Workmen's Compensation I IMPORTANT PHASE OF THE 25 PER CENT. ADVANCE. Whether the 25 per cent. advance under the Workmen's Compensation War Addition Act, 1917, is to be taken into account in assessing balances of compensation due to dependants of deceased workers was the issue in a case brought before Judge Roberts at Merthyr on Thursday. The widow of a Mcrthyr Vale miner, David Thomas Ffoulkes, claimed from the Nixon Navi- gation Company (Ltd.) compensation amounting to £ 220 12s. 4d. Mr. Lovar, .Eraser (instructed by Messrs. Mor- gan. Bruce, Nicholas and Porcher, Pontypridd) for plaintiff, submitted that in the determina- tion of compensation due to the woman respond- ents were not entitled to deduct the 2/5 per cent. allowed Ffoulkes from September 1st last to the dat-e of his death. From the time of the acci- dent, April, 1916, to September 1st, 1917, he was made weekly payments of IB/ which on the coming into operation of the Act on the latter date, were increased to 91 2s. 7d. The maximum compensation payable in respect to the man was £ 282 2s., and the amount paid into court by the colliery company, 2215 17s. Id. Mr. D. W. Jones, Merthyr, for respondents, contended the increase granted under the Act of 1917 was weekly compensation, and therefore should be deducted in making up the compensa- tion balance, and the Act could not be read to mean an increasing of the obligations of em- ployers with regard to the maximum sum pay- able. The sum to be paid dependents came en- tirely within the Act of 1906. His Honour reserved the judgment until the next Court.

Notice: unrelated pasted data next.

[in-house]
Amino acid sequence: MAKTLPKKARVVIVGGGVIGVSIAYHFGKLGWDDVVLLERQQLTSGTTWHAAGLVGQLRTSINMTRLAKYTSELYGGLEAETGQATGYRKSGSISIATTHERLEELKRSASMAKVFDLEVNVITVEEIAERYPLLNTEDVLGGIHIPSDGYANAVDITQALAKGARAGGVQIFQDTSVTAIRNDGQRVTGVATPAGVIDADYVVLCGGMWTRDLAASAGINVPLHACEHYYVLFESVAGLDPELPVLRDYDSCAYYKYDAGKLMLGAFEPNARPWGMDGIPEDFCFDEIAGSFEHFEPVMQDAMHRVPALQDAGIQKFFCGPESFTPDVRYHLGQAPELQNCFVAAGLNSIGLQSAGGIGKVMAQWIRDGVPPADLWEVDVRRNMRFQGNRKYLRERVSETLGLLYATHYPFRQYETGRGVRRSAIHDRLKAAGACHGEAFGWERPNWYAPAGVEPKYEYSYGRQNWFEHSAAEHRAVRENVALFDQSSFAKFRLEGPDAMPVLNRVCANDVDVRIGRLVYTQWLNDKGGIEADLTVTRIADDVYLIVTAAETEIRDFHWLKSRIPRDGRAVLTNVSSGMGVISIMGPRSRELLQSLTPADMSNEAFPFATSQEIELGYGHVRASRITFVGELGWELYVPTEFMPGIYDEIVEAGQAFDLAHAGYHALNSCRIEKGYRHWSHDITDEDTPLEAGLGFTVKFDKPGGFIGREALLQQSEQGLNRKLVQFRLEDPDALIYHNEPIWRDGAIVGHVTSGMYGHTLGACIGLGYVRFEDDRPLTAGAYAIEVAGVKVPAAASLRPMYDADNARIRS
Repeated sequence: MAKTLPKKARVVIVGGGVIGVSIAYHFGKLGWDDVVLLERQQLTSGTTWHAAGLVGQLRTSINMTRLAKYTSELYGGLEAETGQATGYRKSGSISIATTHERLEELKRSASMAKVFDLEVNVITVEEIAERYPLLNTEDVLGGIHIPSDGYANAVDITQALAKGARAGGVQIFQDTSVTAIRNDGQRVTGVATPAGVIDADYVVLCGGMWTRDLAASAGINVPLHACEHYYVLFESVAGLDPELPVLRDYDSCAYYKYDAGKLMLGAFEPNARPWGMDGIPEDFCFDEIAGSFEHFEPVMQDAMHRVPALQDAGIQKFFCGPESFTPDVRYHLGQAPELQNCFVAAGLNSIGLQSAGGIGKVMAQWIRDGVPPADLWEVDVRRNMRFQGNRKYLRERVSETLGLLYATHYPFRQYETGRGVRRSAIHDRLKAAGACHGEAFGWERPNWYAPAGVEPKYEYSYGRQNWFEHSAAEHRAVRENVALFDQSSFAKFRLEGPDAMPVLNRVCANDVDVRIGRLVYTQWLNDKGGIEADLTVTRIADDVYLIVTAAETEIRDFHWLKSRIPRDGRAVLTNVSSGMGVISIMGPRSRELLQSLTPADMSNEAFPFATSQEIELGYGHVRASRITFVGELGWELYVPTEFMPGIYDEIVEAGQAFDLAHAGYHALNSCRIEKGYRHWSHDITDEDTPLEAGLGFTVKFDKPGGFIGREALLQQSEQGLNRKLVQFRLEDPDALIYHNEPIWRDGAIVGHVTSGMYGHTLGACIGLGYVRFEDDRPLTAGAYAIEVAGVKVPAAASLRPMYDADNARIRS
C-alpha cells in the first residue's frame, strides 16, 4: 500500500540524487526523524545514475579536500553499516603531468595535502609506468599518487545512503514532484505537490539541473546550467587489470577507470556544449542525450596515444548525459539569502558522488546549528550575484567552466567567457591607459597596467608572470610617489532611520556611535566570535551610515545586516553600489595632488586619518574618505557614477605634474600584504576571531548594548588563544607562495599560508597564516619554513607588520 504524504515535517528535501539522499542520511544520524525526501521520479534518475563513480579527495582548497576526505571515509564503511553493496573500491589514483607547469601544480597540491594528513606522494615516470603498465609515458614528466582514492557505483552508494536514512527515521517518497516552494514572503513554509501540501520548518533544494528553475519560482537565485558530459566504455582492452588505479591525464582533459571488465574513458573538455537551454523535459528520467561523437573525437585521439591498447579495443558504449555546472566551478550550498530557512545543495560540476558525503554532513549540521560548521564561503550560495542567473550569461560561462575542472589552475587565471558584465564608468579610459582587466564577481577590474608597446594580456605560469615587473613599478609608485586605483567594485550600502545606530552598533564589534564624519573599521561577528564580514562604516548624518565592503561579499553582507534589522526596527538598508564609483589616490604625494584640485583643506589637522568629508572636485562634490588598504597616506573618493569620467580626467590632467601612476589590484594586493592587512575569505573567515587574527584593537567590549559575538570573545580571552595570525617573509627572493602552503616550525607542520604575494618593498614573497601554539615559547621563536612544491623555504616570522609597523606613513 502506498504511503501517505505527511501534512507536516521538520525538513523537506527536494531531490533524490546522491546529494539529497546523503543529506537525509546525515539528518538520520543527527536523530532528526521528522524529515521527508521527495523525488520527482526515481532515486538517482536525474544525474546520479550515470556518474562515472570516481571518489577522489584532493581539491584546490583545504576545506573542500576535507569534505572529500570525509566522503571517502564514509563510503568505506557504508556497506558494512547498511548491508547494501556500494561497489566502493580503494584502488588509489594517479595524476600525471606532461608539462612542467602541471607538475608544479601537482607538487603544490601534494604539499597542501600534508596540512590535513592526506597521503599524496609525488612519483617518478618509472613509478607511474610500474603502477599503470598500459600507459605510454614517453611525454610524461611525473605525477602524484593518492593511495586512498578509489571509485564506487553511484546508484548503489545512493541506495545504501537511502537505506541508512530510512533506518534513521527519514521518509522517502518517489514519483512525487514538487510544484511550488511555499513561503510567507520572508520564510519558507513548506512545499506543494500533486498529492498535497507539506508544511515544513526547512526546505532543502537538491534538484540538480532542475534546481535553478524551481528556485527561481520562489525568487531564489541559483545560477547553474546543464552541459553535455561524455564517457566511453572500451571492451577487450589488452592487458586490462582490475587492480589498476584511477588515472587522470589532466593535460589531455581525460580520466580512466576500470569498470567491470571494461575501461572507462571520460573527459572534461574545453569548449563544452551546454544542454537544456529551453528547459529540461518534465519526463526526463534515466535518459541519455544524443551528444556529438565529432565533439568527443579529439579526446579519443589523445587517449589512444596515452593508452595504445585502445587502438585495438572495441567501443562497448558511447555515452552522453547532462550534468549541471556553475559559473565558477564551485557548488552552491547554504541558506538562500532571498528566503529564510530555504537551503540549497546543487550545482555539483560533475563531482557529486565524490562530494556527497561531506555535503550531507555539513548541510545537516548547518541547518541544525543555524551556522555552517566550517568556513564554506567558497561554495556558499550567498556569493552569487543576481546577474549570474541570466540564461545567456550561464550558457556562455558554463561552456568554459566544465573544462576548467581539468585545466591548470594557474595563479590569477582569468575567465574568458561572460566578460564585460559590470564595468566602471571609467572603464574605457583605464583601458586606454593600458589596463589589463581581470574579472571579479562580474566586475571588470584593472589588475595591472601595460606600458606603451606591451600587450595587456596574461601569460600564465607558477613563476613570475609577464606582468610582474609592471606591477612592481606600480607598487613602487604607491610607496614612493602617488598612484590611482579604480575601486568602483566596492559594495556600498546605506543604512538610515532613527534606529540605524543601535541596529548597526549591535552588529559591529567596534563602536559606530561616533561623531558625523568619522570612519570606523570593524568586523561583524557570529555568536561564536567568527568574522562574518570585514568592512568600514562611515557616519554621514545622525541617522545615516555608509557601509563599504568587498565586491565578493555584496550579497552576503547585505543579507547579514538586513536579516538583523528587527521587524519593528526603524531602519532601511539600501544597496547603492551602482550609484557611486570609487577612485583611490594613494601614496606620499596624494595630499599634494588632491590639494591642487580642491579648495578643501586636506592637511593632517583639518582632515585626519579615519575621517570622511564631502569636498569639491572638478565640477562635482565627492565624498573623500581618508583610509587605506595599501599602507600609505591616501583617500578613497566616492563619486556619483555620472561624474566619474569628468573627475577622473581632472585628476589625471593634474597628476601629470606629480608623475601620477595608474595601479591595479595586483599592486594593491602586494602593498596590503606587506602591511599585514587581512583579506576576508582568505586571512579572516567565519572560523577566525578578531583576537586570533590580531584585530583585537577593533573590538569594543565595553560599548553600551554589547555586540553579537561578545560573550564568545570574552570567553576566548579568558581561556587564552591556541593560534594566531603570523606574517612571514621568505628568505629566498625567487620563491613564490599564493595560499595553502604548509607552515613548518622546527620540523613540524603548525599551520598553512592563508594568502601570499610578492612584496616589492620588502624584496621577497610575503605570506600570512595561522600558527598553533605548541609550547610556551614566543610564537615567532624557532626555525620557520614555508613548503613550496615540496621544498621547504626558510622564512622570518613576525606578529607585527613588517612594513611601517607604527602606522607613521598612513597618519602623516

The Witchery of Casey THE MAGIC MUSIC OF THE PEOPLE. BIG CROWD AT MERTHYR GATHERING. There is no name more highly esteemed in the Socialist movement than that of Casey. He and his charming and accomplished accompanist, Dolly, have a little niche all to themselves, in front of which many of us who have lost the habit of theological genuflection in comprehend- ing the true spirit of religion as embraced in Socialism, have become as habitually prone to do homage as we did before the old idea of the Mater Dolorosa, or the equally pagan, but lofty ideas that occupy the same" position in the various creeds of our land. I personally find it hard to escape becoming a blind worshipper at the feet of the master interpreters of the great music masters, I am so constituted that while I may regard Mahomet and Buddha and Christ as mere focussing points of religious experience, I as easily fall under the sway of a sweet and true interpretation of music as Carlyle did of his great men in his Heroes and Hero Wor- ship." In each of us I believe there is a little trait in the light of which the irrational of the past is rationalised. The savage who worshipped the monolith would be inexplicable to me were it not that the chords of my soul respond so easily to music. It is in the light of that response that I know that the savage in his barbaric way but sought to express in the monolith his veneration for the whole mighty mechanism of the universe of which it was a rugged part. It is the na- tural in music that I revere, and it is because Oasey so feelingly interprets the natural in music that I at times come near to worshipping him. Fortunately Oasey is much too human, too much one of us. to allow us to erect a new God in his image. One cannot worship with the depths of adoration that worship implies a god that has the vein of humour conspicuously developed, or kneel too long before a Deity that will rate you in blunt English for your sins of omission and commission as Casey will and does. MYSTICISM OF MUSIC. Of course, there is a lot of mysticism i. n I music, and much of the mystic in every musician, and Casey has that mystical side of him that opens his inner eye to the beauty and message oi music and that in turn eilables him to re- translate the crochets and quavers of a score into the burning notes so full of enlightenment to us. But he is not all mystic, and he does not suffer from the illusion that the world will be perfect only and when the whole of the peo- ple can perform the Kreutzher Sonata, he knows that the economic understrata of life is the physi-1 cal oasis upon which the whole of the superstruc-1 ture rests; and that that superstructure was finer and nobler, though perhaps less ornate, when the economic grind was less severe thn it is to-day. Consequently he allies to his music a keen criticism of the modern economic slavery I of the workers, and an equally stirring appeal j for Socialism. And his music takes on an im- portant role in this propaganda, for he shows us how music has grown with the people and has sprung from them. His folksongs and dances are the natural expressions of peoples with lei-I sure and opportunity to express themselves sweetly and naturally. His dances, lullabys, la-ments and marches are more truly the his- tory of the common people than are the monk- ish manuscripts or the pipe rolls, and as his bow slowly but grandly sweeps along the ages one traces the evolution of the art, until it is seized upon by the geniuses of music—mostly rebels and Socialists-and lifted into a very heaven of harmony. Music as Casey expounds it is the outpouring of the people, it is the natural vehicle to which human nature instinc- tively turns whether to express the joy of life, or the sorrows that death brings in its train, when that human nature is not harassed and crowded like sheep on a town mainstreet, in the grinding ignomy of a "get-neh-quick sys- tem of society. IWHEN CASEY PLAYS. I When Casey plays one knows that human na- ture beneath its cruel economic ossifications, is at heart a warm, noble thing, and one realises afresh that the shackles have but to be struck off, for the old time nobility to find itself ex- pressed in grander strains than ever before. As t said last week in treating of Soermus, when these master musicians play we know that Utopia is po dream. It is this sordid horror that we call life and civilisation that is the nightmare, the Utopia that looks so fragrant through the poisoned mist of the present is really the natural development of those days that gave us the music that Casey unearths from the past, and revivifies under the precious touch of his magic music. "Dolly," too, is a great musician, and I am glad that their last visit the great audience gave her such a heartv vote of thanks. A.P.Y.